It is worth mentioning that if the given value is not correct, the Number() function will return the NaN primitive.

Checking if a number is valid

As you have probably noticed, most of the functions shown above may return the NaN value. It tells us that the number is not valid. As a result, you may also want to ensure that the returned value is correct or not. To make such a test, you can use the isNaN() function.

Please review the following sample. There, we test if the numberValue variable contains a valid number.

if (isNaN(numberValue)) {
    // The given number is not valid

Such a simple code can be very helpful. It allows you to detect if there is some issue with a number. If the number is not correct, you may try to obtain the number again from the source of data. Optionally, you can log the error to console or notify the user about the issue.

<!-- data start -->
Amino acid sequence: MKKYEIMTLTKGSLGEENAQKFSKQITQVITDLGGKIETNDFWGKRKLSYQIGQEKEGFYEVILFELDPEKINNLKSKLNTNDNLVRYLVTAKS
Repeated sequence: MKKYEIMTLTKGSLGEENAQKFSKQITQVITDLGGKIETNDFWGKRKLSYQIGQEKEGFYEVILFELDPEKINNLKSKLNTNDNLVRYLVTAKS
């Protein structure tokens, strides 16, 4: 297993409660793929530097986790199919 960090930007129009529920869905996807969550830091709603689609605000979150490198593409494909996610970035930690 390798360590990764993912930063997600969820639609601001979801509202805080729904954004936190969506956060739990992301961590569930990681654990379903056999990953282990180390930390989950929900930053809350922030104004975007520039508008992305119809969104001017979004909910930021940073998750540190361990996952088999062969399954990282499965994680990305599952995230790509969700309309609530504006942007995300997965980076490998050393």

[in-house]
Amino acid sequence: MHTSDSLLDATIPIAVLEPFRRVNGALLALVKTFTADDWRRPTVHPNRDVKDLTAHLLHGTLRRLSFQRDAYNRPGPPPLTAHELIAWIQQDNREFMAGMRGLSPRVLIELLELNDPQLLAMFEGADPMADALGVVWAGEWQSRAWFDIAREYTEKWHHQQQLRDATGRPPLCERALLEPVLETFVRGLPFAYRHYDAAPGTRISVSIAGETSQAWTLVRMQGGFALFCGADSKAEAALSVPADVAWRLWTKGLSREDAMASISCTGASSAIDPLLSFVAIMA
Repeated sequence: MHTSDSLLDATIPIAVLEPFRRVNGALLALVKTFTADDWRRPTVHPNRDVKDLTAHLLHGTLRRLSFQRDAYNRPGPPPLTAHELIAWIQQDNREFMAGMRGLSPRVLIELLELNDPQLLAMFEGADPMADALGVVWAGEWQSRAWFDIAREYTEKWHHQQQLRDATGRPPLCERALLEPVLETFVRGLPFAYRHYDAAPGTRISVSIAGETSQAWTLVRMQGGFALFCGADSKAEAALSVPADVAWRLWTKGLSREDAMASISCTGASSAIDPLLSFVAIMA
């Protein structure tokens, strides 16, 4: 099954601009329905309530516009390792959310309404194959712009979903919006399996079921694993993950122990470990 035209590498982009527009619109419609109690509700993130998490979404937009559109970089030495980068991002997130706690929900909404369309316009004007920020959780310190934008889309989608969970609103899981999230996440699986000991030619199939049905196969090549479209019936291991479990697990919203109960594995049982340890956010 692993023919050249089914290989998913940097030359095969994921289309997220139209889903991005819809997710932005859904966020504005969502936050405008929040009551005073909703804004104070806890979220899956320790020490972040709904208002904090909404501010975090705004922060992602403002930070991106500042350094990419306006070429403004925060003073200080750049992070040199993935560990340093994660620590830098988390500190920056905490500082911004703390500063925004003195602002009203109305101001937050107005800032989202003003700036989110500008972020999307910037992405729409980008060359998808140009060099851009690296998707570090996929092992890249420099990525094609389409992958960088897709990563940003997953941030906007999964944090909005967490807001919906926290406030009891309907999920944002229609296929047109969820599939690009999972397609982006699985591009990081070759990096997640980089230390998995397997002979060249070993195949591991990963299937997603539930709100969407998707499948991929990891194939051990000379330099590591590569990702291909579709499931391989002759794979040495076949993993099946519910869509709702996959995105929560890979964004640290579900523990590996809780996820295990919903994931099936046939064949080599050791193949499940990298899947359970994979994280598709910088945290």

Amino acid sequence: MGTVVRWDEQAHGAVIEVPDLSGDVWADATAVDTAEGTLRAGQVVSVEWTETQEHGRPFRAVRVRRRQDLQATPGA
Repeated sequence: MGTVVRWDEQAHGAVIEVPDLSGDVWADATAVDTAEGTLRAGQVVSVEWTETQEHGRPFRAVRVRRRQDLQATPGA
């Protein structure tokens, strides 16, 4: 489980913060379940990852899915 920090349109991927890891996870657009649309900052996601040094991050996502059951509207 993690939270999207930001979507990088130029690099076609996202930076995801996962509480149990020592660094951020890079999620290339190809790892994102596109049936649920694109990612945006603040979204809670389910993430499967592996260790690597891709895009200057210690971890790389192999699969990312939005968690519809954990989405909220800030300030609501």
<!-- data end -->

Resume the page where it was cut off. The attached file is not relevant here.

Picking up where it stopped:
Checking type of a variable in TypeScript

There may be a case when you do not know if the given value is a string or number. The TypeScript language allows you to solve such an issue very quickly.

You can create a special function that accepts a parameter in both types. Then, during runtime, you can use the "typeof" operator to check the type of the given value. If it's a string, then we perform a conversion and return the new number back to the caller. However, if the passed value is already a number, then we don't perform any type conversion and simply return the same value back.

Below, you can see our example. Please pay attention, you may need to use TypeScript compiler to run the given sample, since there are types in code.

function toNumber(value: number | string): number {
    if (typeof value === 'string') {
        return Number(value);
    } else {
        return value;

The usage of the given function is very simple. Now, we can test if it works, please see the following code.

const value1 = toNumber("123");
const value2 = toNumber(123);

if (value1 === value2) {
    console.log('Values are equal');

After running the above example, the console will contain the "Values are equal" message. That's because the toNumber() function returned the same number.

Stripping non-digit symbols from a string